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Exposure to diesel exhaust in the trucking industry and possible relationships with lung cancer.
Steenland K; Silverman D; Zaebst D
Am J Ind Med 1992 Jun; 21(6):887-890
An industrial hygiene survey and an epidemiological study were performed to estimate diesel exhaust exposure levels of workers in the trucking industry. The relation to lung cancer was assessed. The study included 996 individuals with lung cancer and 1085 comparisons who died between 1982 and 1983 and had 20 or more years tenure in the Teamsters Union. Nonexposed subjects included workers employed in Teamster jobs but not exposed to diesel exhaust. Exposed individuals included road drivers, local drivers, mechanics, and dock workers. Elemental carbon analysis was performed as a marker for diesel exhaust exposure. Mechanics had the highest elemental carbon exposure in the industrial hygiene survey, followed by road drivers, local drivers, and dock workers. Road drivers showed increased risk with duration of employment. Compared to nonexposed subjects, individuals with the highest levels of diesel exhaust exposure exhibited an excess lung cancer risk of about 50%. The authors conclude that increased lung cancer risk for mechanics, drivers, and other trucking industry personnel may be related to diesel exhaust exposure.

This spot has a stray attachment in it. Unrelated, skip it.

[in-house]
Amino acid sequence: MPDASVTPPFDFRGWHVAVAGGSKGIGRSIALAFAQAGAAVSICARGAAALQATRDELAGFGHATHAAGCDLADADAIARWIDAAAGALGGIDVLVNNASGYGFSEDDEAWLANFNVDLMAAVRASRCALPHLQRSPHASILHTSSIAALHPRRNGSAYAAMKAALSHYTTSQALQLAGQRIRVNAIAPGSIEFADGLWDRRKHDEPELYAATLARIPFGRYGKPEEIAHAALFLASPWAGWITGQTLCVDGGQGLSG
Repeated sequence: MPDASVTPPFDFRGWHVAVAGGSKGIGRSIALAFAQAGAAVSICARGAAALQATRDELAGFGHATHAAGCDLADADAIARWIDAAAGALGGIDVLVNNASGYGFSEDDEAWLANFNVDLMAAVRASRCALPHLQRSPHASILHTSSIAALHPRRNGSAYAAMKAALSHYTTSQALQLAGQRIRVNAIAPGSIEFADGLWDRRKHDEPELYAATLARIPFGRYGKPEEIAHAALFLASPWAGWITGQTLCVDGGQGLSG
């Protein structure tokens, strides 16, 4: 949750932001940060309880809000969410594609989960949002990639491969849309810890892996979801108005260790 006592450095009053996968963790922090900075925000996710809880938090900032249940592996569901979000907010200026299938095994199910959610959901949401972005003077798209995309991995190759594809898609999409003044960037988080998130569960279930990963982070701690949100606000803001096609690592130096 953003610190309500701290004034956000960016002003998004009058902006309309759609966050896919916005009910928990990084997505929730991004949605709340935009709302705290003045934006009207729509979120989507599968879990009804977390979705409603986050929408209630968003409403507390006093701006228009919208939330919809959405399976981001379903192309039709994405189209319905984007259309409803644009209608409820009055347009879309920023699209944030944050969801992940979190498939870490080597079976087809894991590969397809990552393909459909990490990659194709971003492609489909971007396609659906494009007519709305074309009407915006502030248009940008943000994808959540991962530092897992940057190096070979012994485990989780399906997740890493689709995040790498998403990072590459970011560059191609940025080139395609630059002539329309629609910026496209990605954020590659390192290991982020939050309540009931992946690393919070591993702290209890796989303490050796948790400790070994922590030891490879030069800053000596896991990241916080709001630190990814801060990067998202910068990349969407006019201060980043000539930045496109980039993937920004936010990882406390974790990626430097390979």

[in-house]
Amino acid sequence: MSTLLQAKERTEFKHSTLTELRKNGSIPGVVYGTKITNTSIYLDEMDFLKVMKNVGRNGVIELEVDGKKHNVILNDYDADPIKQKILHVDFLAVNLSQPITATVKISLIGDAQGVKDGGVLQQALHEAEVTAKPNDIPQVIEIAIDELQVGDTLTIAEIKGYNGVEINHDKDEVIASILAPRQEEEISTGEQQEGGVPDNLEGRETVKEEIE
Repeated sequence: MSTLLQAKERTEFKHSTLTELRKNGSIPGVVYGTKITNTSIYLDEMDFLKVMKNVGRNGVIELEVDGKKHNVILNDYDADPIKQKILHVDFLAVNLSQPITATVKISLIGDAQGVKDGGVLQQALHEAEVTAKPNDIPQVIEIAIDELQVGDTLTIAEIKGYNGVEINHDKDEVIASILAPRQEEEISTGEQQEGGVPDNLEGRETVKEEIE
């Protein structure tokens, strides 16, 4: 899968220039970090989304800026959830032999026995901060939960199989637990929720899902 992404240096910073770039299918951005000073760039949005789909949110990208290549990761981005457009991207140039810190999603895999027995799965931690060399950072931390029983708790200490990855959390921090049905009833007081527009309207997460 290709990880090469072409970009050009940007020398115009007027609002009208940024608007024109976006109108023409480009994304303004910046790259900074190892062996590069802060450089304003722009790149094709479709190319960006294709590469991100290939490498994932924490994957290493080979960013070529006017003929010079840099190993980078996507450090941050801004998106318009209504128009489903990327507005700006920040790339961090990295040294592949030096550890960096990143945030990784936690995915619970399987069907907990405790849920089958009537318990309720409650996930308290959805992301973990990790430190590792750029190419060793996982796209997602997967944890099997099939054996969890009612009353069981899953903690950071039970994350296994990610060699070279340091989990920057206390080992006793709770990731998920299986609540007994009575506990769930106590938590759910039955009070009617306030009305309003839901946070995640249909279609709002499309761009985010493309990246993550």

NIOSH-Author; Diesel-exhausts; Epidemiology; Humans; Industrial-hygiene; Lung-cancer; Occupational-exposure; Truck-drivers; Epidemiology
Issue of Publication
American Journal of Industrial Medicine
Page last reviewed: September 22, 2020
Content source: National Institute for Occupational Safety and Health Education and Information Division